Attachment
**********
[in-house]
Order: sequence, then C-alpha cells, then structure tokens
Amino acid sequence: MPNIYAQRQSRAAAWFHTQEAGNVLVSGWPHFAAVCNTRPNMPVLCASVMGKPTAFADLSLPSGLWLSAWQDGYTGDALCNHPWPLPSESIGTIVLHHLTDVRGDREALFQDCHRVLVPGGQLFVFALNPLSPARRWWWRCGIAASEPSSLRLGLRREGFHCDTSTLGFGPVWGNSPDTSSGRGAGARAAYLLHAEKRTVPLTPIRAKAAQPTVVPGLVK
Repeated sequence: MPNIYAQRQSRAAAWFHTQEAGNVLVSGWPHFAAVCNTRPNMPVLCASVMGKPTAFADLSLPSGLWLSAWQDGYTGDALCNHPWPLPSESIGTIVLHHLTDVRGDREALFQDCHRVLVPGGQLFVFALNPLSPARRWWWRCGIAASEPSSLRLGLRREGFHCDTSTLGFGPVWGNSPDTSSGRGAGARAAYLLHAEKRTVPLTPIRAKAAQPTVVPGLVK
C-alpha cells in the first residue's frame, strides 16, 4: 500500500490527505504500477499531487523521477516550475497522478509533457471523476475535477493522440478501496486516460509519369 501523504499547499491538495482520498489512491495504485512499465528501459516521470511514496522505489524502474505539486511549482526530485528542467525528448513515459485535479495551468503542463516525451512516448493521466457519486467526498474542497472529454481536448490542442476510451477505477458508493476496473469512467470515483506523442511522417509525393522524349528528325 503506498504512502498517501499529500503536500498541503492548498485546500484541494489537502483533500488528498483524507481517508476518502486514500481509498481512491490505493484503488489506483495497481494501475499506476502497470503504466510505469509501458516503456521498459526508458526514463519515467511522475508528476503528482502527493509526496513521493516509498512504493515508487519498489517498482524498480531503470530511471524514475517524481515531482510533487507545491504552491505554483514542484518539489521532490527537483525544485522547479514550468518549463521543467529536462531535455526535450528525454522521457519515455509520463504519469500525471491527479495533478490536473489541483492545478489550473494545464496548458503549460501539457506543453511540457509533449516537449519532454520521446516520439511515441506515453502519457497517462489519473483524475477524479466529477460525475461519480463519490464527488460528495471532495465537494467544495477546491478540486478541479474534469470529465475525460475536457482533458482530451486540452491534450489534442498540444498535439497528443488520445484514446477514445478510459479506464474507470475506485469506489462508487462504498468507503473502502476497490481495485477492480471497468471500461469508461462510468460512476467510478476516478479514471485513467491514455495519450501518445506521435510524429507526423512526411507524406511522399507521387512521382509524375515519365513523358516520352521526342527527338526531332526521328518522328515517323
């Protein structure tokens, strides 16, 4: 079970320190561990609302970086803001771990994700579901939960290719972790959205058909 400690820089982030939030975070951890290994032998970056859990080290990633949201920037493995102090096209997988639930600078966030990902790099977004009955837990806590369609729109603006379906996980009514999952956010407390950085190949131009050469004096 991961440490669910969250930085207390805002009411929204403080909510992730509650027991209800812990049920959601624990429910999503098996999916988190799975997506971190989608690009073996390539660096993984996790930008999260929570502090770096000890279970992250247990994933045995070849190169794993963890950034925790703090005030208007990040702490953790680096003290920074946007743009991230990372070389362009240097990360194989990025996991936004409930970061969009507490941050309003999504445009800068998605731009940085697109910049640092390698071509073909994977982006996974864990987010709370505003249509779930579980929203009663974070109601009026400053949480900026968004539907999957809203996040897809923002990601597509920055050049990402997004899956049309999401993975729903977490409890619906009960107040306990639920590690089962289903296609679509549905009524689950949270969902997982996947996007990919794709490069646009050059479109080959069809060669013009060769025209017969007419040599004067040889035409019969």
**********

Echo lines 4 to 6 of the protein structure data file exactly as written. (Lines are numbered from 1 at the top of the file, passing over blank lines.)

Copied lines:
Repeated sequence: MPNIYAQRQSRAAAWFHTQEAGNVLVSGWPHFAAVCNTRPNMPVLCASVMGKPTAFADLSLPSGLWLSAWQDGYTGDALCNHPWPLPSESIGTIVLHHLTDVRGDREALFQDCHRVLVPGGQLFVFALNPLSPARRWWWRCGIAASEPSSLRLGLRREGFHCDTSTLGFGPVWGNSPDTSSGRGAGARAAYLLHAEKRTVPLTPIRAKAAQPTVVPGLVK
C-alpha cells in the first residue's frame, strides 16, 4: 500500500490527505504500477499531487523521477516550475497522478509533457471523476475535477493522440478501496486516460509519369 501523504499547499491538495482520498489512491495504485512499465528501459516521470511514496522505489524502474505539486511549482526530485528542467525528448513515459485535479495551468503542463516525451512516448493521466457519486467526498474542497472529454481536448490542442476510451477505477458508493476496473469512467470515483506523442511522417509525393522524349528528325 503506498504512502498517501499529500503536500498541503492548498485546500484541494489537502483533500488528498483524507481517508476518502486514500481509498481512491490505493484503488489506483495497481494501475499506476502497470503504466510505469509501458516503456521498459526508458526514463519515467511522475508528476503528482502527493509526496513521493516509498512504493515508487519498489517498482524498480531503470530511471524514475517524481515531482510533487507545491504552491505554483514542484518539489521532490527537483525544485522547479514550468518549463521543467529536462531535455526535450528525454522521457519515455509520463504519469500525471491527479495533478490536473489541483492545478489550473494545464496548458503549460501539457506543453511540457509533449516537449519532454520521446516520439511515441506515453502519457497517462489519473483524475477524479466529477460525475461519480463519490464527488460528495471532495465537494467544495477546491478540486478541479474534469470529465475525460475536457482533458482530451486540452491534450489534442498540444498535439497528443488520445484514446477514445478510459479506464474507470475506485469506489462508487462504498468507503473502502476497490481495485477492480471497468471500461469508461462510468460512476467510478476516478479514471485513467491514455495519450501518445506521435510524429507526423512526411507524406511522399507521387512521382509524375515519365513523358516520352521526342527527338526531332526521328518522328515517323
């Protein structure tokens, strides 16, 4: 079970320190561990609302970086803001771990994700579901939960290719972790959205058909 400690820089982030939030975070951890290994032998970056859990080290990633949201920037493995102090096209997988639930600078966030990902790099977004009955837990806590369609729109603006379906996980009514999952956010407390950085190949131009050469004096 991961440490669910969250930085207390805002009411929204403080909510992730509650027991209800812990049920959601624990429910999503098996999916988190799975997506971190989608690009073996390539660096993984996790930008999260929570502090770096000890279970992250247990994933045995070849190169794993963890950034925790703090005030208007990040702490953790680096003290920074946007743009991230990372070389362009240097990360194989990025996991936004409930970061969009507490941050309003999504445009800068998605731009940085697109910049640092390698071509073909994977982006996974864990987010709370505003249509779930579980929203009663974070109601009026400053949480900026968004539907999957809203996040897809923002990601597509920055050049990402997004899956049309999401993975729903977490409890619906009960107040306990639920590690089962289903296609679509549905009524689950949270969902997982996947996007990919794709490069646009050059479109080959069809060669013009060769025209017969007419040599004067040889035409019969």